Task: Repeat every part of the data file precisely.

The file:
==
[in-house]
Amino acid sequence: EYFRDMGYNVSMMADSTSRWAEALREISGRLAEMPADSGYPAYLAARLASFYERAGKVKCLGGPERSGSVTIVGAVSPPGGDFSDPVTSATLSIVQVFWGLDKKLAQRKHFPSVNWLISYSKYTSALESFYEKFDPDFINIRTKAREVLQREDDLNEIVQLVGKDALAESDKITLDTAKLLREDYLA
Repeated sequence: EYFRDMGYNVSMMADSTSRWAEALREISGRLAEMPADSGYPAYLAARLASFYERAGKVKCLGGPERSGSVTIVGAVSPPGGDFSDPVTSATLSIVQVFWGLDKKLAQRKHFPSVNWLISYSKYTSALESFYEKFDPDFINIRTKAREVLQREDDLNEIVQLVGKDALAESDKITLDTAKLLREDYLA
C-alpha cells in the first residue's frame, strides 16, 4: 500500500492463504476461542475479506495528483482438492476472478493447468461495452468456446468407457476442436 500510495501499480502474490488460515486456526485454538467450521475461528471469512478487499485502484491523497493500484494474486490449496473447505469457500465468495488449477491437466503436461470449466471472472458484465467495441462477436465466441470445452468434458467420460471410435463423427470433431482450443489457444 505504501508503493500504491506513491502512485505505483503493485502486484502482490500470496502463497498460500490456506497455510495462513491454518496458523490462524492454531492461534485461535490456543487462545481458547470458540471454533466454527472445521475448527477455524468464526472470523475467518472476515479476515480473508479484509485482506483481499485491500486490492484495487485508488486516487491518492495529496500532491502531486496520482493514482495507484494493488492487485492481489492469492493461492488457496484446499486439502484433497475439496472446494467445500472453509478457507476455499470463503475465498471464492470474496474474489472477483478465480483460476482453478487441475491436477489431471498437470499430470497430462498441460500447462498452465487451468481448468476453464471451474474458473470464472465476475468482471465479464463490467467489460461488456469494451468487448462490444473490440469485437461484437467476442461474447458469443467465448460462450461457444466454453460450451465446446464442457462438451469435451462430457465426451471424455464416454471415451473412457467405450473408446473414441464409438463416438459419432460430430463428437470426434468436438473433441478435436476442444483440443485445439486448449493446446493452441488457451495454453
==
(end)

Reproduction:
[in-house]
Amino acid sequence: EYFRDMGYNVSMMADSTSRWAEALREISGRLAEMPADSGYPAYLAARLASFYERAGKVKCLGGPERSGSVTIVGAVSPPGGDFSDPVTSATLSIVQVFWGLDKKLAQRKHFPSVNWLISYSKYTSALESFYEKFDPDFINIRTKAREVLQREDDLNEIVQLVGKDALAESDKITLDTAKLLREDYLA
Repeated sequence: EYFRDMGYNVSMMADSTSRWAEALREISGRLAEMPADSGYPAYLAARLASFYERAGKVKCLGGPERSGSVTIVGAVSPPGGDFSDPVTSATLSIVQVFWGLDKKLAQRKHFPSVNWLISYSKYTSALESFYEKFDPDFINIRTKAREVLQREDDLNEIVQLVGKDALAESDKITLDTAKLLREDYLA
C-alpha cells in the first residue's frame, strides 16, 4: 500500500492463504476461542475479506495528483482438492476472478493447468461495452468456446468407457476442436 500510495501499480502474490488460515486456526485454538467450521475461528471469512478487499485502484491523497493500484494474486490449496473447505469457500465468495488449477491437466503436461470449466471472472458484465467495441462477436465466441470445452468434458467420460471410435463423427470433431482450443489457444 505504501508503493500504491506513491502512485505505483503493485502486484502482490500470496502463497498460500490456506497455510495462513491454518496458523490462524492454531492461534485461535490456543487462545481458547470458540471454533466454527472445521475448527477455524468464526472470523475467518472476515479476515480473508479484509485482506483481499485491500486490492484495487485508488486516487491518492495529496500532491502531486496520482493514482495507484494493488492487485492481489492469492493461492488457496484446499486439502484433497475439496472446494467445500472453509478457507476455499470463503475465498471464492470474496474474489472477483478465480483460476482453478487441475491436477489431471498437470499430470497430462498441460500447462498452465487451468481448468476453464471451474474458473470464472465476475468482471465479464463490467467489460461488456469494451468487448462490444473490440469485437461484437467476442461474447458469443467465448460462450461457444466454453460450451465446446464442457462438451469435451462430457465426451471424455464416454471415451473412457467405450473408446473414441464409438463416438459419432460430430463428437470426434468436438473433441478435436476442444483440443485445439486448449493446446493452441488457451495454453